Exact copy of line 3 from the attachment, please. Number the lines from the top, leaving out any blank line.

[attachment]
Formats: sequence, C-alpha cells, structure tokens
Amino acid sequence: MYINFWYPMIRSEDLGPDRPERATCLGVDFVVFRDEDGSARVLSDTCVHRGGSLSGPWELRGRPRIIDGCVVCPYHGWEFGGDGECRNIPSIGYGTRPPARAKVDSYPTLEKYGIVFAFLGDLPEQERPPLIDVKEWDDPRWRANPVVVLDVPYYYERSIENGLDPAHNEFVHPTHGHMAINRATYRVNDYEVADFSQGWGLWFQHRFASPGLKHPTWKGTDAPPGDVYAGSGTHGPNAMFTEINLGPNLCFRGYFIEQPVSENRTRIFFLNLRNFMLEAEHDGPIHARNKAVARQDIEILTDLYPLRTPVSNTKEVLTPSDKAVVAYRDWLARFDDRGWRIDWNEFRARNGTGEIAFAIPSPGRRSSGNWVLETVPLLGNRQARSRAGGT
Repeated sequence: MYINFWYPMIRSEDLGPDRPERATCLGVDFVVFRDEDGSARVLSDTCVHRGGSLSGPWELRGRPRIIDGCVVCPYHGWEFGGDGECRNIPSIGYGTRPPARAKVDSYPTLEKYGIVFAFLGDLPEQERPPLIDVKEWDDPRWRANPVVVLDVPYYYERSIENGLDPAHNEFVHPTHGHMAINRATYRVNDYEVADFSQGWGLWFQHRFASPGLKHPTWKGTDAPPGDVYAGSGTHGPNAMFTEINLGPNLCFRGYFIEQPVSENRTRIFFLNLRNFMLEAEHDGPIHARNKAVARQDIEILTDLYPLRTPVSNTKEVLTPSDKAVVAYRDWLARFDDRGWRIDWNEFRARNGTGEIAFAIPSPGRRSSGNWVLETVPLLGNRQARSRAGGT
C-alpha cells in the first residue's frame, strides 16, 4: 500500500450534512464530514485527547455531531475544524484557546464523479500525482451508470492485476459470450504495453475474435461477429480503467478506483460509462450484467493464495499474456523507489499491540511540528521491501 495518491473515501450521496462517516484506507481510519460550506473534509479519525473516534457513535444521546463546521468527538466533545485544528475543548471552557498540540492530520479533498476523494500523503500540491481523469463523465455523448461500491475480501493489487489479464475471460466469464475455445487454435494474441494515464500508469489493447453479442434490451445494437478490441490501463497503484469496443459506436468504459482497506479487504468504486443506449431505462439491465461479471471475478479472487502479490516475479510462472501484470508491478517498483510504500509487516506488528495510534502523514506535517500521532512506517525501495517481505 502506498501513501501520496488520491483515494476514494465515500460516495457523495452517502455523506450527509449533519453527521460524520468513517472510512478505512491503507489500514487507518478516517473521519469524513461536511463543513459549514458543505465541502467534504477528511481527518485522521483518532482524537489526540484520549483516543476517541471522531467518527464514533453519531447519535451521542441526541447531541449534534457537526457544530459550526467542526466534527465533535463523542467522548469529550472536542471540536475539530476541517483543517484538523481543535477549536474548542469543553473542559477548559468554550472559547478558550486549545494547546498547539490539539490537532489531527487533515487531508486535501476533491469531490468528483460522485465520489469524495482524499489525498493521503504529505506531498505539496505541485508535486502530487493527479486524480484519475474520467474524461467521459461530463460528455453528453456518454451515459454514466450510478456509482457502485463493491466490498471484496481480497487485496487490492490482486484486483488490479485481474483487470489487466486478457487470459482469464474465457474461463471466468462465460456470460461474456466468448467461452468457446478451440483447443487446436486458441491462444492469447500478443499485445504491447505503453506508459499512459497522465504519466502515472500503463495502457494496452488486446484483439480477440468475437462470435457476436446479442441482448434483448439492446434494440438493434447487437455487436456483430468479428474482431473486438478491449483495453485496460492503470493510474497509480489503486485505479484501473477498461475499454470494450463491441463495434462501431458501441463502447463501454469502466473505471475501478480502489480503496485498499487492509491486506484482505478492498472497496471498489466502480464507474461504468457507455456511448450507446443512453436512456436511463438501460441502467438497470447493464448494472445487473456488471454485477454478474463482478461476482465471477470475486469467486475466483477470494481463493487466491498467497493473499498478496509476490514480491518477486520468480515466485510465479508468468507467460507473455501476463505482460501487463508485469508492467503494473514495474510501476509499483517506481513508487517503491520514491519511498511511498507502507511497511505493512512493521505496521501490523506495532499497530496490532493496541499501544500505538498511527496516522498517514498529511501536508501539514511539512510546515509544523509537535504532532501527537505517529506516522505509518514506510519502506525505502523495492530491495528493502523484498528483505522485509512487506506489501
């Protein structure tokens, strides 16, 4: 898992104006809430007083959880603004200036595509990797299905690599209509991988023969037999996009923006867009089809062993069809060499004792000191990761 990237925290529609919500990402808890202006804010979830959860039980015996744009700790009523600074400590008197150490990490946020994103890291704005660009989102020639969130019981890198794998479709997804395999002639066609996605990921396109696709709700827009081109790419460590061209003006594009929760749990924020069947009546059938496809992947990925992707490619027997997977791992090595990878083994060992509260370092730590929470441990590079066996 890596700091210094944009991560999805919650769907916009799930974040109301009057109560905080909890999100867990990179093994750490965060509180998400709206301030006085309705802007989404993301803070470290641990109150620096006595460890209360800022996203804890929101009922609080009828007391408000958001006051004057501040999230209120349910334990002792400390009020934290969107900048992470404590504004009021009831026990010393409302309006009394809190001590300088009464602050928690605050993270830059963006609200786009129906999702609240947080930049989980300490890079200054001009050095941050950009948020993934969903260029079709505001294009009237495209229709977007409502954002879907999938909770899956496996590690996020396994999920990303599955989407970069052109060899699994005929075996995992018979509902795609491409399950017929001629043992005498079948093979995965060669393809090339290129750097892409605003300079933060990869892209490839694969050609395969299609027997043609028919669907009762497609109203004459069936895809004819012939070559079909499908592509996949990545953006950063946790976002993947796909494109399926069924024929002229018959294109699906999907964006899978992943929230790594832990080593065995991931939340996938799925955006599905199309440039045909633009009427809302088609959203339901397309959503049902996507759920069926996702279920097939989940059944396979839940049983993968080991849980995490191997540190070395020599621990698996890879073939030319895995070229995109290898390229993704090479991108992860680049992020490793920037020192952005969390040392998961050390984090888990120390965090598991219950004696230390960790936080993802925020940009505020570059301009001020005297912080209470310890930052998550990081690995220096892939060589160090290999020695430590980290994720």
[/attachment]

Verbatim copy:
Repeated sequence: MYINFWYPMIRSEDLGPDRPERATCLGVDFVVFRDEDGSARVLSDTCVHRGGSLSGPWELRGRPRIIDGCVVCPYHGWEFGGDGECRNIPSIGYGTRPPARAKVDSYPTLEKYGIVFAFLGDLPEQERPPLIDVKEWDDPRWRANPVVVLDVPYYYERSIENGLDPAHNEFVHPTHGHMAINRATYRVNDYEVADFSQGWGLWFQHRFASPGLKHPTWKGTDAPPGDVYAGSGTHGPNAMFTEINLGPNLCFRGYFIEQPVSENRTRIFFLNLRNFMLEAEHDGPIHARNKAVARQDIEILTDLYPLRTPVSNTKEVLTPSDKAVVAYRDWLARFDDRGWRIDWNEFRARNGTGEIAFAIPSPGRRSSGNWVLETVPLLGNRQARSRAGGT